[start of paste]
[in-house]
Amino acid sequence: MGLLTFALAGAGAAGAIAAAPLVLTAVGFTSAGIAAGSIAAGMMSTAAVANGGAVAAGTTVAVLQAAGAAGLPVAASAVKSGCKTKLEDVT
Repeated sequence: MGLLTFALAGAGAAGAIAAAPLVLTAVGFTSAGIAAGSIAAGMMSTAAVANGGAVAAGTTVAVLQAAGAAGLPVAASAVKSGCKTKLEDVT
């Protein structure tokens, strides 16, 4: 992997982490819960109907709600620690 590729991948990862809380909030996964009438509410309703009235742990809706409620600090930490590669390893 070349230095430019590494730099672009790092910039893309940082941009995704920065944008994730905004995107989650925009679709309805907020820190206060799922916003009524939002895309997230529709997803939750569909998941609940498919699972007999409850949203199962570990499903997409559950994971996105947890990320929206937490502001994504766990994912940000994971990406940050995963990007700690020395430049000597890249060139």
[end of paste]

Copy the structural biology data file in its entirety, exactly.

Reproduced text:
[in-house]
Amino acid sequence: MGLLTFALAGAGAAGAIAAAPLVLTAVGFTSAGIAAGSIAAGMMSTAAVANGGAVAAGTTVAVLQAAGAAGLPVAASAVKSGCKTKLEDVT
Repeated sequence: MGLLTFALAGAGAAGAIAAAPLVLTAVGFTSAGIAAGSIAAGMMSTAAVANGGAVAAGTTVAVLQAAGAAGLPVAASAVKSGCKTKLEDVT
């Protein structure tokens, strides 16, 4: 992997982490819960109907709600620690 590729991948990862809380909030996964009438509410309703009235742990809706409620600090930490590669390893 070349230095430019590494730099672009790092910039893309940082941009995704920065944008994730905004995107989650925009679709309805907020820190206060799922916003009524939002895309997230529709997803939750569909998941609940498919699972007999409850949203199962570990499903997409559950994971996105947890990320929206937490502001994504766990994912940000994971990406940050995963990007700690020395430049000597890249060139």